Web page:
Educational opportunity for 6-8th grade science teachers

Sixth through eighth grade science teachers are invited to participate in an exciting educational opportunity offered by SkyDay.

Who is Sky Day?

SkyDay is a Chicago based team of scientists, NGSS specialists and artists – even an astronaut – and our mission is to give you free, high quality environmental science units that boost learning in the classroom and give your students the skills to better understand and respond to our changing environment.

What is the opportunity?

We are currently testing the effectiveness of a high quality five lesson NGSS curriculum piece for grades 6-8 called What is Happening to the Rusty Patched Bumblebee?. Did you know this once thriving native pollinator has declined by 87% in the last 20 years and is now on the endangered species list?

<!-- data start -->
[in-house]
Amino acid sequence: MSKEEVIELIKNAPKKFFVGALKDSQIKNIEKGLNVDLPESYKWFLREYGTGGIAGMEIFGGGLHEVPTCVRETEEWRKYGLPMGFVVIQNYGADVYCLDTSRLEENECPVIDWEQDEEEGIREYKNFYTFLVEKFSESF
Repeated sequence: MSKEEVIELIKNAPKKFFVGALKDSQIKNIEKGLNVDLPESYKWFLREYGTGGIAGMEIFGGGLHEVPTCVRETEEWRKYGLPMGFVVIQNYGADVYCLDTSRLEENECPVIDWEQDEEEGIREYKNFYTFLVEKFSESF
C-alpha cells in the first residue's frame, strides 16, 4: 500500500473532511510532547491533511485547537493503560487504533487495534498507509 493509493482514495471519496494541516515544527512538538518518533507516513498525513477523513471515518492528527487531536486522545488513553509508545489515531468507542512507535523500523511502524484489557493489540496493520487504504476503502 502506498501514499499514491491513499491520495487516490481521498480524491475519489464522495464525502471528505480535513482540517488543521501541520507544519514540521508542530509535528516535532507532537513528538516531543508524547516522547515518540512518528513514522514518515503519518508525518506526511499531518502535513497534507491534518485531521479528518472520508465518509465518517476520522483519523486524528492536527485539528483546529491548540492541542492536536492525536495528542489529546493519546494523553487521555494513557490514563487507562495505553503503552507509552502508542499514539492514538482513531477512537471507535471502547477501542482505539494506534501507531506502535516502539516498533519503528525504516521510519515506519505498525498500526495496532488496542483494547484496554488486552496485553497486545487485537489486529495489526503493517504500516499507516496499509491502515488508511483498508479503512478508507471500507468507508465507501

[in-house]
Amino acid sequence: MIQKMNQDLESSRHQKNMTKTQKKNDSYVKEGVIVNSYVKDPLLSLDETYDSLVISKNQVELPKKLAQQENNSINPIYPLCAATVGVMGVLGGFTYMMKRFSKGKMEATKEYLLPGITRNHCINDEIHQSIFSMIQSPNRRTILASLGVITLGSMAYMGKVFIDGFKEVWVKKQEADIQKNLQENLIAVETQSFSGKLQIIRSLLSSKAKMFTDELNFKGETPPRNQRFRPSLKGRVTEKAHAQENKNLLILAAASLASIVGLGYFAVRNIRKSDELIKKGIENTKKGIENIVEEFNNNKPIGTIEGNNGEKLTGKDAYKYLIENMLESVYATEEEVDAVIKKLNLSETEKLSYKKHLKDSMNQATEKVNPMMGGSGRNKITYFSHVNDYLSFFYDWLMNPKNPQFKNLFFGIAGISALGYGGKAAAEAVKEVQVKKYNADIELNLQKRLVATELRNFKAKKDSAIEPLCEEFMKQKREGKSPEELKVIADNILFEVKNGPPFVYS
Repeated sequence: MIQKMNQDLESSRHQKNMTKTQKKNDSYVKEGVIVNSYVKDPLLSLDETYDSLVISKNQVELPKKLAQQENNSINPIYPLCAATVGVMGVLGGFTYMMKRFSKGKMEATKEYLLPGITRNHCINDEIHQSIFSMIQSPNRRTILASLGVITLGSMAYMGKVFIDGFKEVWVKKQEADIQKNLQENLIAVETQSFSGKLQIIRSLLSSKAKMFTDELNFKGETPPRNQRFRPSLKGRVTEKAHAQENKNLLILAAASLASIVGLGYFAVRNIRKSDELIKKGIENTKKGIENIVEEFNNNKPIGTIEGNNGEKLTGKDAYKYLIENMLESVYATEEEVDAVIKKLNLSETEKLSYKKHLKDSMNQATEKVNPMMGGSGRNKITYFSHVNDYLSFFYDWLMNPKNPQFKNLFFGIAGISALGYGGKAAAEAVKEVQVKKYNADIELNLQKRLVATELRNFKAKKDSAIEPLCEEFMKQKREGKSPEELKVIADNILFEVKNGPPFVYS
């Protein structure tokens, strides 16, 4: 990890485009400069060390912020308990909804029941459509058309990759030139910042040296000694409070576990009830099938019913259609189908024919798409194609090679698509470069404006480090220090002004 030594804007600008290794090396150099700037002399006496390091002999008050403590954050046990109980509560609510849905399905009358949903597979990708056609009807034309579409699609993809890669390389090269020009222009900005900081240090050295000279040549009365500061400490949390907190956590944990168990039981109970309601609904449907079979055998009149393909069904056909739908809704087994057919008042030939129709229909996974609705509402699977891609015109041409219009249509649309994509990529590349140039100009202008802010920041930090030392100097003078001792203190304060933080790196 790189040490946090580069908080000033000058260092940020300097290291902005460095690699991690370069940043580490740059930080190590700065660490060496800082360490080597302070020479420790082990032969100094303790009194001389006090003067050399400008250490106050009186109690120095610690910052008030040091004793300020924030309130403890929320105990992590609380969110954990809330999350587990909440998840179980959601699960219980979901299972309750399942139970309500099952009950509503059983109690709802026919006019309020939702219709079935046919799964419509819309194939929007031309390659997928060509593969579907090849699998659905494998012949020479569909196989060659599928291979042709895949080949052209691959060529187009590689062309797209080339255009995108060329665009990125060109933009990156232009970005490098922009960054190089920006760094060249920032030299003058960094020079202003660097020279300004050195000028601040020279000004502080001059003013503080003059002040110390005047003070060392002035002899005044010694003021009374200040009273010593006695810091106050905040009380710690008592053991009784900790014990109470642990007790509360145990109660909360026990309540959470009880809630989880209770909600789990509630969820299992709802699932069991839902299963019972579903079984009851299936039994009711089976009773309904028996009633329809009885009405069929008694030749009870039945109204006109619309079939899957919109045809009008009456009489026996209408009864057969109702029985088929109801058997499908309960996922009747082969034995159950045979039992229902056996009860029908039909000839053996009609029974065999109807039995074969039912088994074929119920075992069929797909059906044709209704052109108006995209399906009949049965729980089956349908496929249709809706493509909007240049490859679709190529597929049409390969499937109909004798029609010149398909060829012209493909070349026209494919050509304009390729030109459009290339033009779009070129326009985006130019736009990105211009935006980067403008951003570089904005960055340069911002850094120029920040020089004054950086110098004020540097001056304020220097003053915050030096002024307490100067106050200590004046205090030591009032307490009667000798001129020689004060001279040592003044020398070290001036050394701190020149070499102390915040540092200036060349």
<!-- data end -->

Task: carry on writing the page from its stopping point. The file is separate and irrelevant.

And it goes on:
How do I find out more?

Sign up here to attend our free zoom teacher training session running 8.30AM to Noon July 20-22 which will walk everyone through the unit and cover everything you need to know. All attending teachers will be welcome to use the unit for free!

What does the pilot program involve?

After the training sessions we will invite five to ten highly engaged teachers from throughout our state to join our pilot program. This pilot will evaluate how the unit impacts students, teachers, and even parents and guardians. We expect that students will talk about this experience with their parents and guardians, and we are hoping to capture that. In August/September we will ask you to administer a 20 – 30 minute online environmental science literacy survey and ask you to send home information sheets that will include a parent survey. At the end of the year (April/ May 2021) we will ask you to again administer the environmental literacy survey to your students, and provide the sheet with the parent survey information to guardians. 

For teachers in the pilot program will there be a stipend?

Yes! While participation in the pilot program is voluntary we can offer you a $100 honorarium for participation in the pilot and $50 for each semester (two) of data collection (for a total of $200 over the course of the study) to defray the cost of any extra time spent preparing for the pilot program.

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